Within rugby, World Rugby Associate Members need to have the presence of a national rugby team that has competed in regional competition (15s), although there is some more flexibility now with 7s rugby. We asses across the country where they are with rugby. It is hard for smaller Unions to focus on too many things, instead, they focus on one or two areas.
We also look for a domestic rugby program that supports the national team – we don’t want just a country with a national team and nothing else. So for Associate Members, the criteria are to have a men’s domestic 15s competition, we are however reviewing these with women’s rugby. For a Full Membership, they should also have a men’s and women’s 7s national teams etc.
Iran has been a World Rugby Associate Member since 2011, and similar to many countries in their position, you appreciate the costs involved to have 15s and 7s rugby teams and to have them travel to tournaments. For me, I think it’s not really appreciated until I get to visit some of these countries and see what’s involved on the ground.
So since the trip, Iran has been in the news with sanctions and politics, which make the conditions for rugby development even more difficult. Tell us about your expectations and impressions of Iran, as this was your 1st trip there?
We all grow up if we don’t travel extensively, reading what the news presents to us – who is the bad guy and who is the good guy. I didn’t know what to expect, even practical things like if they accept credit cards (which I couldn’t use) or foreign currencies due to the travel ban and visa restrictions.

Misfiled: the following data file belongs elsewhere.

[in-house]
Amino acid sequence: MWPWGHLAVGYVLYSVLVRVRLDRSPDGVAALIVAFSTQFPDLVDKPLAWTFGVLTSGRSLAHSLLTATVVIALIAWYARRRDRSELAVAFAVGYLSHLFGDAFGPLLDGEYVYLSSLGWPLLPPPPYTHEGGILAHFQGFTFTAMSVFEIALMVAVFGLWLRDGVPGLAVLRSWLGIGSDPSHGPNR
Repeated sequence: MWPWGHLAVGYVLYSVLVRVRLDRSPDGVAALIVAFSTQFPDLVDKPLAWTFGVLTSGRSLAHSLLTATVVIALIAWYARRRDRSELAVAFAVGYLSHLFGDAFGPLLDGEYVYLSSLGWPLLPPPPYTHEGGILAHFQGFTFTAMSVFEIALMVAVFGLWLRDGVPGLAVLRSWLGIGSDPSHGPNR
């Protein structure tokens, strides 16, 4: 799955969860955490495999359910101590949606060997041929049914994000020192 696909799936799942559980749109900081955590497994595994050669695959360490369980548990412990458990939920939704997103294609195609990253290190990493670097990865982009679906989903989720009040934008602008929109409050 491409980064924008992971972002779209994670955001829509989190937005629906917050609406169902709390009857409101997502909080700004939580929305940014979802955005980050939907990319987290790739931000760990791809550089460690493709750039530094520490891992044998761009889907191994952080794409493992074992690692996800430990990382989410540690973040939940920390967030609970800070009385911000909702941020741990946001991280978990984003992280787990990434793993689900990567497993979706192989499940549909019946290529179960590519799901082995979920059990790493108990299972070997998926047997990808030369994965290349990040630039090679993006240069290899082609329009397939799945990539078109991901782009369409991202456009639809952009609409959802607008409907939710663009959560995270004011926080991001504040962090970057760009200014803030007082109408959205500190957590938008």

So I went from a meeting in Dubai to Iran and I also had to buy insurance on entering the country (an Iranian rule). But I was greeted at the airport by Nahid Biyarjomandi, Head of Women’s Development in Iran and the women’s national team coach and one of 15 women featured in the World Rugby Try And Stop Us campaign and Ali, who is the son of the Iran Rugby President, Dr Hassan, and volunteering his time to help.
I arrived on a Thursday (their weekend) and on Friday we went around to explore a few areas. I found them to be very friendly people and people approached me and talked to me in cafes and the local bazaar.
I went to one area where they had a 200-meter stretch by a park, people playing basketball, futsal and volleyball, I suppose as you could find in any country! It is interesting to think the idea you construct in your head and what you see – doesn’t connect.
And your views on Tehran?
Tehran looked like any city in Asia. There was Korean pop playing, funky cafes and western music. I feel like it’s really important to spread this message, as this job can get emotional sometimes, and see things first hand was important.
Iran rugby development
And what did you discuss in terms of rugby in Iran?
I first attended a meeting the Iran National Olympic Council and they also have a Federation of Sports association. In attendance were Mr Shahrok Shahnazi, the Secretary-General of the NOC of Iran and Mr Gholam Ali Mohamad Alipour, the President of Sports Associations of Islamic Republic of Iran and Member of I.R. Iran NOC.